In my last post, I discussed how Windows Phone and Store apps will refuse to parse HTTP responses (namely headers) that do not strictly follow RFC2616. After a few weeks of waiting for Mashape to fix their responses, I thought it might be worth it to explore other options.

The first idea was to implement a custom handler, but that quickly ended when I found out that the system's handler gets called first for a response.

The above image used to be hosted at but the page disappeared in the last day or two.

After stumbling through the usual mix of Windows Phone 8.1 Silverlight vs Store (RT) docs, I came across an RT class that is also available on Silverlight: StreamSocket. Knowing very little about the protocol, this page and the RFC page on Messages the were a great resources.

It turns out (ignoring error handling, edge cases, etc. etc.) that you can implement your own HTTP client fairly simply!

var hostname = new HostName("");
var socket = new StreamSocket();
await socket.ConnectAsync(hostname, "80");

var request = "GET /Protocols/rfc2616/rfc2616-sec4.html HTTP/1.1\r\n" +
              "Host:\r\n" +

var writer = new DataWriter(socket.OutputStream);
await writer.StoreAsync();

var reader = new DataReader(socket.InputStream);
reader.InputStreamOptions = InputStreamOptions.Partial;

string data = string.Empty;    
var cts = new CancellationTokenSource();

bool doneReading = false;
uint bytesToRead = 4096;
uint totalBytesRead = 0;

while (!doneReading)
    cts.CancelAfter(10 * 1000);
    var bytesRead = 
      await reader.LoadAsync(bytesToRead).AsTask(cts.Token);
    data += reader.ReadString(reader.UnconsumedBufferLength);

    totalBytesRead += bytesRead;
  catch (TaskCanceledException)
    doneReading = true;


Since LoadAsync returns the # of bytes loaded into the stream, you might think (as I did) that if it was less than the bytesToRead parameter the response was over and you could close the socket. Unfortunately this isn't necessarily true.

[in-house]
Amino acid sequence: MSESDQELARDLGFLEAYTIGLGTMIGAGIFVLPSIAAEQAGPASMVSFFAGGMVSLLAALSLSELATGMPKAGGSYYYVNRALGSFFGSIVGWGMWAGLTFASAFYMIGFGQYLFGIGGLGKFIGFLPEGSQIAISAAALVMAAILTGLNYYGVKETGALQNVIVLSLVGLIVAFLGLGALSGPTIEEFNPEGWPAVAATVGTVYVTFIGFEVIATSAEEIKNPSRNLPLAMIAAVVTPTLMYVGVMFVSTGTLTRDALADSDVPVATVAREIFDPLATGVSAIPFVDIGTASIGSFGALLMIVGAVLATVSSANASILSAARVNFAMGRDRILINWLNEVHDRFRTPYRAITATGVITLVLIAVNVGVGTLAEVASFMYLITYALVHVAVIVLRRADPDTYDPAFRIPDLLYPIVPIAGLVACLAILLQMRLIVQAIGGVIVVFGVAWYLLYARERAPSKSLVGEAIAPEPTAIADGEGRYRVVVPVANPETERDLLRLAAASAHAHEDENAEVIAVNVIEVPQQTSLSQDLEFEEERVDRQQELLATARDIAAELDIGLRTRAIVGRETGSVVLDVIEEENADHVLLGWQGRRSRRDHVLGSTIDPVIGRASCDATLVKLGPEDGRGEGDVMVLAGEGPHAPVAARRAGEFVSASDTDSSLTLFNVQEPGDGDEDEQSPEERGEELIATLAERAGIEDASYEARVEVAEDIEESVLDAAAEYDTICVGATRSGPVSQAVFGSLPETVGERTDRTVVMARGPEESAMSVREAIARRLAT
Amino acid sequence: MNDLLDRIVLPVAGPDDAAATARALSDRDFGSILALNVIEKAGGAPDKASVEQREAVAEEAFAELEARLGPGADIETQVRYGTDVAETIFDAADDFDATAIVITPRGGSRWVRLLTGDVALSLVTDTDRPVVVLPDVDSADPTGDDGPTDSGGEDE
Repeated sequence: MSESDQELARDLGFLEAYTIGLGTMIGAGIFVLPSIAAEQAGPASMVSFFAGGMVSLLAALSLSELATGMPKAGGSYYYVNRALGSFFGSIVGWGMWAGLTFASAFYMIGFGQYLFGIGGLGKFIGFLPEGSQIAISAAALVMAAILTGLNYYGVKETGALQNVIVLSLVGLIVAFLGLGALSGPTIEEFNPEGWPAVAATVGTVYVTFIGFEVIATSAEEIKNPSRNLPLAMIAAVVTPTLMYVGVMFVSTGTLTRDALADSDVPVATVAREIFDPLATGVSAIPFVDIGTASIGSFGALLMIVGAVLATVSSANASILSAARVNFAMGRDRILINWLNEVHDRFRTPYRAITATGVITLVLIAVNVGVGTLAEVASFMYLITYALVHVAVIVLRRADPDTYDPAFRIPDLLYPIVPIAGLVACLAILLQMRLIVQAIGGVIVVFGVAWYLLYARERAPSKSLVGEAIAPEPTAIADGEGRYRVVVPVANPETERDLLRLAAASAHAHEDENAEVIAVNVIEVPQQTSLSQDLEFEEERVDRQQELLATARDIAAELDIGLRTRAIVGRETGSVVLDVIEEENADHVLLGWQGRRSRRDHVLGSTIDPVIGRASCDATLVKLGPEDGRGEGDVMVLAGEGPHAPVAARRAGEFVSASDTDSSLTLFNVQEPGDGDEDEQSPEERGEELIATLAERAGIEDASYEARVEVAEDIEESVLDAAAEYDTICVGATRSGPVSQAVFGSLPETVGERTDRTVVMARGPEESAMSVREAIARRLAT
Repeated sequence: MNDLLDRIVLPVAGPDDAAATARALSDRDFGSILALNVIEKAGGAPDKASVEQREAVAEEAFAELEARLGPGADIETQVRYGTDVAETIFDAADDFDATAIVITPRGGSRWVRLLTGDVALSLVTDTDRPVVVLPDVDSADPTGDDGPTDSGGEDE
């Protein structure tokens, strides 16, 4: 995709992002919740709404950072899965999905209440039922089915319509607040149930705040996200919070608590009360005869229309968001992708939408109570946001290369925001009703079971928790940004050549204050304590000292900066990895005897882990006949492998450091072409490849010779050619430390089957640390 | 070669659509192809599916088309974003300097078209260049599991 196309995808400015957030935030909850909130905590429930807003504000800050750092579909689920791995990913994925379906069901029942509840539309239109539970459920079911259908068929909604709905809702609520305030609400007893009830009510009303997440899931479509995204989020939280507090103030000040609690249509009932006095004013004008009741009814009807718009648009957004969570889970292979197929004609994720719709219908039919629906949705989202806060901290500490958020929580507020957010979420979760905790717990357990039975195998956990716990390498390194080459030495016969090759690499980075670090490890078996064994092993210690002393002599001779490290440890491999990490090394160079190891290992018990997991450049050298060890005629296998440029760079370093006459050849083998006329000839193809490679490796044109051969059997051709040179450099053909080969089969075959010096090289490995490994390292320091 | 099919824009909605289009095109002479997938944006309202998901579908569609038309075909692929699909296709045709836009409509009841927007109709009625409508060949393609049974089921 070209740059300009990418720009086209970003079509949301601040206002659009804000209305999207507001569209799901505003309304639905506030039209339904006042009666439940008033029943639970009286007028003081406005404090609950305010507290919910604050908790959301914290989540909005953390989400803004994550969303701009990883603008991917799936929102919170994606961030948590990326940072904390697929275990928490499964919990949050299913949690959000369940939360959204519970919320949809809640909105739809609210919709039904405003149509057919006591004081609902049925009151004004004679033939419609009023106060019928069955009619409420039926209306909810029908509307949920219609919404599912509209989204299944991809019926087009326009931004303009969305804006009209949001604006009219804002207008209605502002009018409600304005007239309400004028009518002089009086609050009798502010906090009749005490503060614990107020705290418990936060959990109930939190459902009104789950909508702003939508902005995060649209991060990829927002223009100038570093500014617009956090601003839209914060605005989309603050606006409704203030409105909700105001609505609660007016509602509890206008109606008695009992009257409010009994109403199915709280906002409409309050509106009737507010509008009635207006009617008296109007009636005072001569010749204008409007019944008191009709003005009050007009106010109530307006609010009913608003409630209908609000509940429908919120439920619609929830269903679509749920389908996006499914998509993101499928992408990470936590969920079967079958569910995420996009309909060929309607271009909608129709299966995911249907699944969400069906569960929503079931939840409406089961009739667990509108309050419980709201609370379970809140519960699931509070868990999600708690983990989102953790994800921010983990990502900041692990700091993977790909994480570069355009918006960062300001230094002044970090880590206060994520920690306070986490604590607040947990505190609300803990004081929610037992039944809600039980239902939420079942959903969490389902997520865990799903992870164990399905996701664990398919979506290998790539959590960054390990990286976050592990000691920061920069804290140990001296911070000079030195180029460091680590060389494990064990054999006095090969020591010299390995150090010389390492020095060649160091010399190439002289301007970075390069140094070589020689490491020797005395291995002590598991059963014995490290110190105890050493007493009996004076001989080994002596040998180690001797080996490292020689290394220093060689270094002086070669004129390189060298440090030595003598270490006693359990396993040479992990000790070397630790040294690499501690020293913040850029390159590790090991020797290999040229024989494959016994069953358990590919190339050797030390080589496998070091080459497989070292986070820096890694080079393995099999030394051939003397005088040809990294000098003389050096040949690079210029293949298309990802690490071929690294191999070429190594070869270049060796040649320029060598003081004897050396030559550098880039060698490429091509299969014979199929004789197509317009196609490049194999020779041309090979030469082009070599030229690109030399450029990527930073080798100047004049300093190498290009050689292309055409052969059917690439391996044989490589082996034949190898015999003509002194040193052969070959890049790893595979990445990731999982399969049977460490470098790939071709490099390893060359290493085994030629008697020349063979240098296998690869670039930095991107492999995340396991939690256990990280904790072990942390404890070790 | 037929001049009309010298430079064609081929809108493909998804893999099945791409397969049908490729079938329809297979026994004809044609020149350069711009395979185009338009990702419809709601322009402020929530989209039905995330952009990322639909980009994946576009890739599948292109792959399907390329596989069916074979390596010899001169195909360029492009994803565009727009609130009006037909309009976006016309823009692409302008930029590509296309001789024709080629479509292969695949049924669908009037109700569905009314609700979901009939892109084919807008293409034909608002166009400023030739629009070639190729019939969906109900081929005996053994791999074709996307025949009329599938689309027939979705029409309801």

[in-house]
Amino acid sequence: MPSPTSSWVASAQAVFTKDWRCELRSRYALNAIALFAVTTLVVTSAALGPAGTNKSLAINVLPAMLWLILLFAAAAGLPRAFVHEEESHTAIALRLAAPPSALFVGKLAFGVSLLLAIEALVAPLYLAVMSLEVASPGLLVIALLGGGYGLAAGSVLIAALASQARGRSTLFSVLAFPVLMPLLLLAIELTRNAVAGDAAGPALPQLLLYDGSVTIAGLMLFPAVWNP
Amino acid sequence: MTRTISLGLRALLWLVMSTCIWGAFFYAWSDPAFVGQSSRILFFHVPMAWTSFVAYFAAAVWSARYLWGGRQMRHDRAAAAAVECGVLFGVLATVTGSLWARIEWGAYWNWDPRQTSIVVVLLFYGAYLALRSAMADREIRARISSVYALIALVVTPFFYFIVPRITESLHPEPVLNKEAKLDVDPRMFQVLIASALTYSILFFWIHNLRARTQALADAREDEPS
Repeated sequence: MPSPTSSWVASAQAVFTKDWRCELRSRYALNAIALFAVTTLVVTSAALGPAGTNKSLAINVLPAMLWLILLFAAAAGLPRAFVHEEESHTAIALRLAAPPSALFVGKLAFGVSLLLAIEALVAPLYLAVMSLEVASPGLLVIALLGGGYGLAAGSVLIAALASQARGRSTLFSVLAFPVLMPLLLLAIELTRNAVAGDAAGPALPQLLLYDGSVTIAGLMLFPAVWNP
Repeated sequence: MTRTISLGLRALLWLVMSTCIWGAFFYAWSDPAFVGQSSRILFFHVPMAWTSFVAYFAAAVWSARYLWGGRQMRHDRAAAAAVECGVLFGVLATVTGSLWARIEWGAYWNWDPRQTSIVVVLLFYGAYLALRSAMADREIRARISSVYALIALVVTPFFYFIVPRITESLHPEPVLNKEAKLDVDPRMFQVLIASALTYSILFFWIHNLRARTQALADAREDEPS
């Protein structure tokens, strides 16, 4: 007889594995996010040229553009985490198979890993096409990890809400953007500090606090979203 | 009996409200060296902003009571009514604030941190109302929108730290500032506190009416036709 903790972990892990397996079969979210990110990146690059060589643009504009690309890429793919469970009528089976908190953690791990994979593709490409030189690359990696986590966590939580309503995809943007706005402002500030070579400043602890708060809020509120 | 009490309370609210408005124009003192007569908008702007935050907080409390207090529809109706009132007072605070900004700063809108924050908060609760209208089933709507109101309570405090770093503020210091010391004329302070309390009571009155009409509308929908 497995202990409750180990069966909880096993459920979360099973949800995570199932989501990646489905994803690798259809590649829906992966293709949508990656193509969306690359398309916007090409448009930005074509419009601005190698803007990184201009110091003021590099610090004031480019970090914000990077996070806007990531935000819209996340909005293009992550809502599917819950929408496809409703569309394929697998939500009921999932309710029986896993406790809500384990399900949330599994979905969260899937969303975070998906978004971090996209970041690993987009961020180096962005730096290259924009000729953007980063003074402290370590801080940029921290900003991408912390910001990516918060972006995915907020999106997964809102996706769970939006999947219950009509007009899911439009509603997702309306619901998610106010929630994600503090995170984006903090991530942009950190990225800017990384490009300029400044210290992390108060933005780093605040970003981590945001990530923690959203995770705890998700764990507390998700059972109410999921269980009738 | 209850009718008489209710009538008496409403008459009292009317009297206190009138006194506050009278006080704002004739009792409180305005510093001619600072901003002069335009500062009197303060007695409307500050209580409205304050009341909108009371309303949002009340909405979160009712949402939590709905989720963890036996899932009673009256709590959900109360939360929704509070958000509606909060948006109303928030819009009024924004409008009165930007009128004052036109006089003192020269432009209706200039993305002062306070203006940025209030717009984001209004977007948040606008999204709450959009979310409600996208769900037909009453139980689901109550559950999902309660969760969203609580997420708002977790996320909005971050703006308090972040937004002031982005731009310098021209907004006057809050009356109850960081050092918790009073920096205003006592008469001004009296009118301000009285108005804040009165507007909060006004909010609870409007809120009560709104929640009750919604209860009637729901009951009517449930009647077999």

This (lazy) sample solution lets the socket timeout after 10s and assumes that since the server has stopped sending information, all is well.

The correct way to do it, as Jon Skeet has already pointed out, is to parse the header, read the value of Content-Length and then request the appropriate amount of data aftewards. This is slightly non-trivial, as you are dealing with a stream and there is no built-in way of magically parsing out the header nor its contents. It's far from difficult, though, and I will post a Github link once I get some decent looking code prepared.

The only other tweak left was to switch to https to work with Mashape. This is as simple as replacing

await socket.ConnectAsync(hostname, "80");


await socket.ConnectAsync(hostname, "https", SocketProtectionLevel.Tls12);

Now we can handle "protocol violations" on Windows Phone/Store apps with no problems!

(Actually, if you are on a WinRT app, MessageWebSocket seems like an even easier solution.)